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Former Journal editorial page editor dies

Bill Hume

ALBUQUERQUE, N.M. — Bill Hume was passionate about water and Native American issues, and tackled both as a journalist with the Albuquerque Journal and a member of former New Mexico Gov. Bill Richardson’s administration.

As an investigative reporter at the Journal, he wrote stories about organized crime, which led him to be threatened with jail for trying to protect a source.

Hume died Wednesday of bladder cancer. He was 78.

“As an investigative reporter, and editorial page editor and writer, Bill set a journalism standard over many years that few could ever hope to match,” Journal Senior Editor Kent Walz said. “Brilliant and analytical, he was unfailing in adhering to his journalism compass, but did it as a gentleman and with civility.”

He served on the Journal’s staff for 36 years after graduating from the University of New Mexico with a journalism degree in 1966.

Over the years, he covered the police beat, was a general assignment reporter, state editor and investigative reporter before joining the editorial board. He was editorial page editor from 1985 through 2002.

“He loved writing about water issues,” his wife, Dr. Elizabeth Hume, said. “He loved writing about Native American issues. He wrote something about all of the pueblos.”

Hume won numerous awards for editorial writing. He was a member of the Investigative Reporters and Editors team that prepared an in-depth report on organized crime and political corruption in Arizona following the car bomb death of Arizona Republic reporter Don Bolles in 1976.

In a libel lawsuit against the Journal filed by attorney William Marchiondo, Hume was found in contempt of court and threatened with jail time for his refusal to identify a confidential source.

“The confidential source came forward,” retired attorney Jim Dines said, and Hume avoided jail time.

Dines worked closely with Hume on the case, and said then-Journal Publisher Tom Lang backed his reporter’s decision not to reveal the confidential source.

“As a media attorney, I admired both of them for that,” Dines said.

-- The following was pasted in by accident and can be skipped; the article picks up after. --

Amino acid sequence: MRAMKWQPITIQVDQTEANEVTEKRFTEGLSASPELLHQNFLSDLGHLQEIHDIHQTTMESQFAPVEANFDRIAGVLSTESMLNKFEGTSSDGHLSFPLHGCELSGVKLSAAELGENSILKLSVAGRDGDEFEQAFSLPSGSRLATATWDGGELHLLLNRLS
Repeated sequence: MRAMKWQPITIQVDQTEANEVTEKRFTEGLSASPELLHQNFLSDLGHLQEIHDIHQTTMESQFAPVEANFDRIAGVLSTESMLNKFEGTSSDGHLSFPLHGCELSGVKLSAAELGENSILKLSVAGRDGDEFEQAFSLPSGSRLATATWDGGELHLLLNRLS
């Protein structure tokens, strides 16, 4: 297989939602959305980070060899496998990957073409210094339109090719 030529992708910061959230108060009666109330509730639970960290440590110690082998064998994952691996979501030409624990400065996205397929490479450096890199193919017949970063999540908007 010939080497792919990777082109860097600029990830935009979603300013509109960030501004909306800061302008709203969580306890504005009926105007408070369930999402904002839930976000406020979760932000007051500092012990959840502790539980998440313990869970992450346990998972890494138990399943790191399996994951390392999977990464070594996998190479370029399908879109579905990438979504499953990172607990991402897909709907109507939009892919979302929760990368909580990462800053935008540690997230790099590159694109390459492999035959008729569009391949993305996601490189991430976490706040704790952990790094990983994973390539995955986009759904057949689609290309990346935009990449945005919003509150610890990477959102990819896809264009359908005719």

The Journal prevailed in the case.

Dines called Hume a “consummate investigative reporter.”

“Once he got into a situation, he was extremely thorough,” he said. “He wanted to make sure what he reported was fair and balanced.”

Hume left the Journal in 2002 to serve as director of policy in Richardson’s administration. He continued to work on water issues, Native American issues and the state’s relationship with Mexico while a member of the governor’s staff, his wife said.

On Thursday, Richardson said: “I am incredibly saddened by the death of Bill Hume, my chief policy adviser for eight years. He was instrumental in many of our initiatives: water, taxes, energy, trade with Mexico and health care. Coupled with his outstanding journalistic career at the Albuquerque Journal, he was a great New Mexican and a man for all seasons.”

After Hume’s retirement from public life in 2009, he wrote op-ed columns on water issues that were published on the Journal’s editorial pages.

Hume was born in Albuquerque but moved to Socorro as a child, where his father, William Hume II, held numerous positions on the New Mexico Tech faculty as a physicist. Bill Hume graduated from Socorro High School and attended Tech before enlisting in the U.S. Army. He served in the Army from 1960-63.

“It was a tough job, but somebody had to do it,” he once said about his military service.

He said he was assigned to a radio intercept station not far from the border with East Germany when the Cuban Missile Crisis unfolded. “It was a sobering moment … when the sergeant stuck his head in our door at 3 in the morning and said, ‘Get up, pack your duffle bag, put on your web gear, draw your weapon and report to the motor pool – this is no drill!'”

He took classes again at Tech before transferring to UNM.

Hume had his pilot license, played the guitar and had an appreciation of fast European luxury cars. He served on the board of the Rio Grande Agricultural Land Trust, and on the board of directors of the Cumbres and Toltec Scenic Railroad.

In addition to his wife, he is survived by his son, Will Hume; daughter Betsy Hume and partner Ali Hashemian; sisters Jane Anderson, Mary Hume and Ann Hume and her husband, Bill Mathews; brother Bob Hume; and special cousins Mary Ann Stephenson, Craig Stephenson and Ann Stephenson.

The family is planning a private grave-side service. No other services are planned.

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